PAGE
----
The Old Testament contains many references to altars being erected on locations where God met with man, such as Noah in Genesis 8:20, Abraham in Genesis 27:9, and Moses in Exodus 17:15. At other times, men erected altars at a place where they had a powerful, important meeting with God.
It is in this context that the mountain top altar was built in Fields of the Wood. A.J. Tomlinson, first General Overseer of the Church of God/Church of God of Prophecy, came to this spot on June 13, 1903, to pray. It was here that he met with God about his future and the future of the Church of God.
A great revival took place at the Schearer Schoolhouse in Cherokee Couny, North Carolina in 1896 which caused a major upheaval of the religious order of the day. Traditions and customs were challenged as men like William Martin, Joe M. Tipton, and Milton McNabb preached with anointing the truths from God’s Word. People came from near and far searching for greater knowledge of God. The Holy Ghost began falling on these humble, sincere seekers. The excitement and influence of this revival spread by word of mouth throughout the area, driving people to come from miles away to hear these Christians speak in other tongues as the Spirit gave the utterance. As revival fire spread throughout the mountains, skeptics were so agitated that one hundred persecutors including ministers, deacons, stewards, one justice of the peace, a sheriff, and many others tore down and burned the schoolhouse where they were meeting.
The work of reformation and restoration continued with an even greater fervor under this persecution. These early pioneers of the faith persisted in their pursuit of the Word of God. It was during this time that one of the early leaders of the movement, Richard Spurling, called a meeting of these men and women. He presented a bold message which called for total reformation. Those in attendance were moved by his Spirit-filled message and totally endorsed his recommendations.
“As many Christians as are present that are desirous to be free from any man-made creeds and traditions, and are willing to take the New Testament, or the law of Christ, for your only rule of faith and practice; giving each other equal rights and privileges to read and interpret for yourselves as your conscience may dictate, who are willing to sit together as the Church of God to transact business as the same, come forward.”
Eight persons responded and formed the organization called the “Christian Union.” This group never knew great success, but historically, it was the beginning of a movement that now spans the globe.
At the death of Richard Spurling, his son, Richard G. Spurling, became the leader of the organization. In 1902, after many struggles, the organization adopted a plan of church government and began a new church named the “Holiness Church at Camp Creek.” Criticism and unbelief stunted the growth of the church and it seemed to be almost a death struggle to hold the organization together. No membership gains were evidenced that first year.
That same year, two preachers, Ambrose Jessup (A.J.) Tomlinson and J.B. Mitchell, came to western North Carolina distributing Bibles for the American Bible Society. They preached and studied the Word with the people living in the mountains of the region. These men labored under extremely difficult conditions to deliver the Word to the people living throughout the area.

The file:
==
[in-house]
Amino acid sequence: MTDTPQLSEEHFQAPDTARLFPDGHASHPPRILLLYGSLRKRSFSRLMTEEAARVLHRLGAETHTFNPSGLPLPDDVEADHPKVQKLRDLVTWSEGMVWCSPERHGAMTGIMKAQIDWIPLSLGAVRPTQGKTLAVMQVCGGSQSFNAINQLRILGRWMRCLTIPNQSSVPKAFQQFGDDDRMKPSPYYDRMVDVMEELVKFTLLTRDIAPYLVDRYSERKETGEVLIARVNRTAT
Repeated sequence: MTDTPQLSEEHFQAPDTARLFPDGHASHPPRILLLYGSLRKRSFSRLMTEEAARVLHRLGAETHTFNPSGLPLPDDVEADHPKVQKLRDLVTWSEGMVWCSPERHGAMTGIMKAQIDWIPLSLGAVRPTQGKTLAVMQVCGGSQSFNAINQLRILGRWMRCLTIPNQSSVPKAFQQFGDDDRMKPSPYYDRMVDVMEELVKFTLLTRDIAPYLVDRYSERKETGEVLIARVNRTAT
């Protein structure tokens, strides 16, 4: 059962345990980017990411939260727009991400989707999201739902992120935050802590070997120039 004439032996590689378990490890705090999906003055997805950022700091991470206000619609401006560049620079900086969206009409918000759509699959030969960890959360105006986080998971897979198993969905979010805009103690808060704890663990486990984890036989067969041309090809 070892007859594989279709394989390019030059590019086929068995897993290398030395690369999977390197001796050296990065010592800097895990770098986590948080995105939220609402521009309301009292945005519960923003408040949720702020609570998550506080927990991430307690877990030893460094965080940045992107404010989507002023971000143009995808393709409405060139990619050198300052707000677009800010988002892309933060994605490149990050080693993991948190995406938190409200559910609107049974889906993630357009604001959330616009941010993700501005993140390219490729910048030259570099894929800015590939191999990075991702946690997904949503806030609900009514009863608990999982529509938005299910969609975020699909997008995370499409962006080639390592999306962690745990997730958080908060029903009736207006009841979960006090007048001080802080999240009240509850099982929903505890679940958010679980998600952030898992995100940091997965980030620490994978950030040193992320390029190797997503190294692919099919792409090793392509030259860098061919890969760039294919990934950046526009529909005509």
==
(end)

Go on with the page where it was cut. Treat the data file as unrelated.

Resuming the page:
When A.J. Tomlinson became acquainted with the Holiness Church at Camp Creek, he found a group of Christians conscientiously worshiping with the Spirit of God moving freely among them. He immediately detected a close adherence to the teachings of the Word. He found himself returning again and again to worship and study the Word of God with these mountain folks. There was a strong feeling by this group that time should be set aside for study of the Scriptures in an effort to gain greater biblical understanding. A time for study was called for June 13, 1903, in the home of W.F. Bryant.
A.J. Tomlinson spent the night of June 12 in the Bryant home. He awoke early the following morning and climbed to the top of the mountain behind their home to pray. The spot where he prayed is where the Place of Prayer marker now stands. Arising from prayer, he was moved by the Spirit to action. He returned to the Bryant home for the meeting.
Reflecting on that June 13, 1903 meeting, Tomlinson stated, “I learned more about the organization at this time, and when I understood fully that they meant to stand for the whole Bible rightly divided and take the New Testament as their only rule of faith and practice, it appealed to me and I became very much interested at once. I poured in the questions and Bible answers were given which perfectly satisfied all of my inquiries. I then said, ‘This means that it is the Church of God.’ To this they assented. Then I ventured to ask if they would be willing to receive me into the church with the understanding that it is the Church of God of the Bible. They were willing and soon proceeded in regular order. I took the obligation with deep sincerity and extreme sacredness never to be forgotten.”
At that June 13 meeting, a careful study of the New Testament order of government was made. A.J. Tomlinson became one of the church’s most formidable leaders, beginning here as pastor. In 1906, Tomlinson became the General Moderator for the Church and the name “Church of God” was officially adopted the following year.